With that established, scores properly so called that are not original are pretty rare. The famous score for 2001 was originally just something that Kubrick put together as a stopgap for himself, but then he decided he preferred it to Alex North’s original score. North did not know about this until he saw the film at the premiere, and said he was “devastated” not to hear his work. North’s score was re-recorded and released as an album in 1993; the opening piece is said to resemble Also sprach Zarathustra.

  14. Stu Clayton says

    “Yes, I worked in a shoe factory. And now I’m in charge.”

    # The difference is, I’m President, you’re not. #

  15. David Marjanović says

    the purpose of making learning impossible, replacing facts with mush, and handing the faceless state a monopoly on defining an ever-shifting reality

    That sounds familiar…

  16. As I’m sure she intended.

  17. It was the system, made up primarily of pliant men and women, that cut its own corners, ignored its own precautions, and ultimately blew up its own nuclear reactor for no good reason except that this was how things were done.

    But engineers, blinded by facts, keep telling me that nuclear power is safe. Handing over anything complicated to political or market control is never safe.

    But in hindsight we might have been better off taking our chances with nuclear power instead of burning so much coal.

  18. Yes, I’ve reluctantly been coming to that conclusion. Nuclear power is dangerous, but it can be used safely if properly controlled (as seen by the fact that there have been so few accidents); coal and oil are ruining the planet, and there’s no way to use them safely.

  19. John Cowan says

    Especially if it is based on molten-salt thorium.

  20. I’m sure people will find ways to operate a MSBR unsafely, but it does look as if it takes a more concerted effort than for the uranium ones. (The problem with idiot-proof designs is that the idiots are so damn clever).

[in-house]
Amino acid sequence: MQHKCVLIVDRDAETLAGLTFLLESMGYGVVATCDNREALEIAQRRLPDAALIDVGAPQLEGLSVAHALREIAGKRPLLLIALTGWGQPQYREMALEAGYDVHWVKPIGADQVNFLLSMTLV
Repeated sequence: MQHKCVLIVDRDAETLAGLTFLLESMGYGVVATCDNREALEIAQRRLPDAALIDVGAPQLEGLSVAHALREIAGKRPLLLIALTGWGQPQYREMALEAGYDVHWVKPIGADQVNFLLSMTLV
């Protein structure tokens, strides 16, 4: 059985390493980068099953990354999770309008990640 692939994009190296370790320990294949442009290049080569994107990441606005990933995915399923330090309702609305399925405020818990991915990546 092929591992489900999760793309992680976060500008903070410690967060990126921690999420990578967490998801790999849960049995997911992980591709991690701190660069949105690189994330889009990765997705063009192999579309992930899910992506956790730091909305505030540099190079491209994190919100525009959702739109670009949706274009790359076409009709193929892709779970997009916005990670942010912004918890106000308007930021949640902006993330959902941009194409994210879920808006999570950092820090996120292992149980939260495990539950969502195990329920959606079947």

21. The thing is that people accept far greater risks every time they get into their damn cars, but they freak out if they hear so much as a hint that one of those spawn-of-Satan nuclear plants might be planned within a thousand miles of them. The human brain is terrible at probability and risk evaluation.

  22. Preach it, brother!

  23. John Cowan says

    As I just posted in another place:

    “The part-time help of wits is no better than the full-time help of half-wits.”

    “Fail-safe systems fail by failing to fail safe.”

  24. Well, it’s not like our only choice is between fossil fuels and nuclear power. And when nuclear power blows up, it does so quite spectacularly, so I wouldn’t want to have a nuclear power plant in my neighbourhood, too.

  25. David Marjanović says

    Also, where do you keep the waste, watertight, for the next thirty thousand years?

  26. Stu Clayton says

    In barrels in salt-cellars.

  27. John Cowan says

    I don’t think I could fit a barrel into my salt-cellars.

    But molten-salt systems with the fuel dissolved in them have a number of real advantages for providing baseline power, the kind you need 24/7, even if the wind doesn’t blow and the sun doesn’t shine. They operate at high heat but low pressure, only slightly above ambient, so going boom is not really an option. As the temperature rises above the working temperature of 1400 C, the reaction slows, providing a passive negative feedback loop. If the temperature rises too high anyway, a plug in the bottom of the reactor melts, which allows the molten salt to spread out in a thin layer, making the reaction subcritical. You also don’t have to deal with high-pressure hot water or steam on the radioactive side. They can also be tuned to burn plutonium from spent fuel in conventional reactors, thus making the final waste much lower-level.

    The reason we don’t have them is that they aren’t practical on submarines, so the U.S. Government decided to pass them by.

  28. Oh, I thought it was because they couldn’t be tuned to make weapons-grade fissionables. But same same, really.

  29. David Marjanović says

    In barrels in salt-cellars.

    Not likely to be watertight for that long. At least try clay!